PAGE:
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Signal fixes get the green light

City Council approves $6 million in upgrades to help bring relief to traffic-weary residents on the Westside. More action is planned.

August 16, 2007|Rong-Gong Lin II | Times Staff Writer

L.A. officials Wednesday approved traffic improvements for the car-clogged Westside, including traffic signal upgrades at 361 intersections and the addition of 33 left-turn lights.

The move comes after years of complaints about increasing congestion during rush hour, particularly on major boulevards such as Santa Monica, Wilshire and Olympic.

The city and regional officials are also considering several big-ticket improvements, including making Pico and Olympic boulevards one-way and building two rail projects.

But officials said they hope the signal improvements -- which include installing the latest software in traffic lights to speed cars through intersections and giving traffic engineers live video monitoring -- can offer some immediate relief.

"We're in total gridlock on the Westside. It's a nightmare," said L.A. City Councilman Bill Rosendahl, who represents the Westside. "These are ... quick fixes that would give people some relief."

The nearly $6 million in projects approved by the City Council on Wednesday are funded in part by developers' fees that are paid to the city to mitigate traffic problems, and will benefit neighborhoods including West L.A., Westwood, Palms, Century City, Westchester, Venice, Playa del Rey and Mar Vista. Installation will begin later this year.

The first fix would replace hundreds of traffic signal computers that were installed in the 1980s and 1990s. The new hardware will be more finely tuned so that it can lengthen green lights for streets with more congestion and be less likely to malfunction and switch to a flashing red light after a blackout, said Sean Skehan, principal transportation engineer at the city Department of Transportation.

The upgrades also will supply more live data and video to the department's central headquarters, where traffic engineers can adjust traffic lights based on real-time data.

"So if we have heavy traffic on Pico going westbound, we can favor green lights westbound on Pico to alleviate traffic," Skehan said.

Adding more left-turn lights will enable motorists to make a left-turn more quickly during peak hours, Skehan said.

The Westside has some of the worst traffic in Los Angeles, in large part because of huge commercial development over the last two decades that has made Santa Monica, Century City and Westwood major job hubs.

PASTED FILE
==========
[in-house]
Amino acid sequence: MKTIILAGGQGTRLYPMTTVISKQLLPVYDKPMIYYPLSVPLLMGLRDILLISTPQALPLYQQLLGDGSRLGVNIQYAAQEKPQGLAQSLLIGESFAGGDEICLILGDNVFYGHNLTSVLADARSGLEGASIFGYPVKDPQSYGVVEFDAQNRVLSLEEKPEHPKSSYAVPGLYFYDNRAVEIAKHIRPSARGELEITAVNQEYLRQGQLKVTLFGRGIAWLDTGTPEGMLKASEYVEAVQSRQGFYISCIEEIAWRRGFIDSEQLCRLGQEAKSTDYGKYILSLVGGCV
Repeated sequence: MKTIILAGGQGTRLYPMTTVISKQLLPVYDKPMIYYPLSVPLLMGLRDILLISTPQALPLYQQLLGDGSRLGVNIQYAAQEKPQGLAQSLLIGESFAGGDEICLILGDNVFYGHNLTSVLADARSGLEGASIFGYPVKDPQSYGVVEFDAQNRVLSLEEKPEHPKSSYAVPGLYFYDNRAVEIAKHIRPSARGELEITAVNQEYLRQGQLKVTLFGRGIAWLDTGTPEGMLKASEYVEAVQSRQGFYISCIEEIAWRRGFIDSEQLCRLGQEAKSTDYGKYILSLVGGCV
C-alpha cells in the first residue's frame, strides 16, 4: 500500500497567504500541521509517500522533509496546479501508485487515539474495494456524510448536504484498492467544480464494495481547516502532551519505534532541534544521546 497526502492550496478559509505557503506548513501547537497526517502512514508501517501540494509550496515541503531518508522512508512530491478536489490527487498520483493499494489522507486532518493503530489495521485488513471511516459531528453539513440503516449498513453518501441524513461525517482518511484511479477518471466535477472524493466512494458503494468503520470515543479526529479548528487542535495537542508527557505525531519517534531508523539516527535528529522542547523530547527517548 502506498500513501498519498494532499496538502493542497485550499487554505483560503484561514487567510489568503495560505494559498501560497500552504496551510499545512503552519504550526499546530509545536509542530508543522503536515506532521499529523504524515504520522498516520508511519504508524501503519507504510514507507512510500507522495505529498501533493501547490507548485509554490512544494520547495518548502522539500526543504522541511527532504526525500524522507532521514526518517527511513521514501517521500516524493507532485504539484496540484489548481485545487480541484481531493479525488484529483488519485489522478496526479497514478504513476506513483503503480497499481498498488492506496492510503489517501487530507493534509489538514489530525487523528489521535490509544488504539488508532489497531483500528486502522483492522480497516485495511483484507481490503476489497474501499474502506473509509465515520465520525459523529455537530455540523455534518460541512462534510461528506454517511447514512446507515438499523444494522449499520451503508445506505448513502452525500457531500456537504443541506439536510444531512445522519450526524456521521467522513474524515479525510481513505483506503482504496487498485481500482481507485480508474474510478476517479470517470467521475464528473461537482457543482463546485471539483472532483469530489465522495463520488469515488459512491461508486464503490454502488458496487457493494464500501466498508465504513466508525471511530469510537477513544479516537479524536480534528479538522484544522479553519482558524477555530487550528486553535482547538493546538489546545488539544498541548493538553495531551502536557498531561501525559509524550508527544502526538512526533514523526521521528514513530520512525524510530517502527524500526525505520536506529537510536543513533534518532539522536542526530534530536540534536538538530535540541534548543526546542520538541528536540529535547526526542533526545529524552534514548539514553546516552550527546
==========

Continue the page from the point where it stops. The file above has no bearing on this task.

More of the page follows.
Traffic on the Westside's two major freeways -- the 405 and the 10 -- is increasing. The Metropolitan Transportation Authority has declared Wilshire Boulevard the busiest road in L.A. County. MTA research shows that it can take as long as 19 minutes to drive just one mile of Wilshire near the San Diego Freeway during evening rush hour. MTA analysis has identified numerous Westside intersections where traffic is worsening. Among those at the top of the list: Venice Boulevard and Overland Avenue, Sunset Boulevard and Pacific Coast Highway, and Sunset Boulevard and Chautauqua Boulevard, where traffic has increased 38% since 1999.

"There's no secret that L.A. remains behind in modernizing its traffic lights," said Councilman Jack Weiss, whose district also includes the Westside. The action "we can take today will produce real results right now."

Weiss and Councilwoman Wendy Greuel introduced a motion Wednesday to set up the first strategic transportation plan for the city. Last month, Weiss asked the city Department of Transportation for its master plan and list of top needs, and found out there were none.

"It's municipal malpractice," Weiss said. "We have a strategic plan for other important aspects for our city, but the one most vexing issue, traffic. . . there's no vision statement."

Also Wednesday, the council voted unanimously to apply for a $27-million federal grant to create bus-only lanes on Wilshire Boulevard, the densest region of employment and population in the region.

If implemented, the proposal would use the curbside lanes of Wilshire Boulevard, which switch from street parking to a third, extra lane of traffic during rush hour, to bus-only lanes.

Some traffic officials consider the bus-only lanes as an interim solution to the idea of the "Subway to the Sea," a proposed expansion of the Red Line beneath Wilshire Boulevard that has long been stalled because of political issues and its projected $5-billion cost.

Officials said if the lanes work, it would encourage motorists to take the faster-moving buses, and reduce congestion along the dense corridor.

But not everyone was convinced that the lanes would work, and the idea has been criticized by some who believe it will punish motorists by taking the curbside lane away from them during rush hour.

"You can't take a third of the drivable lanes from people who are already stuck in traffic for 45 minutes," said Jay Handal, chairman of the Greater West Los Angeles Chamber of Commerce board. "Take a guy who earns a half-million dollars a year. He's going to drive to a parking lot and get on a bus? I don't think so."

ron.lin@latimes.com

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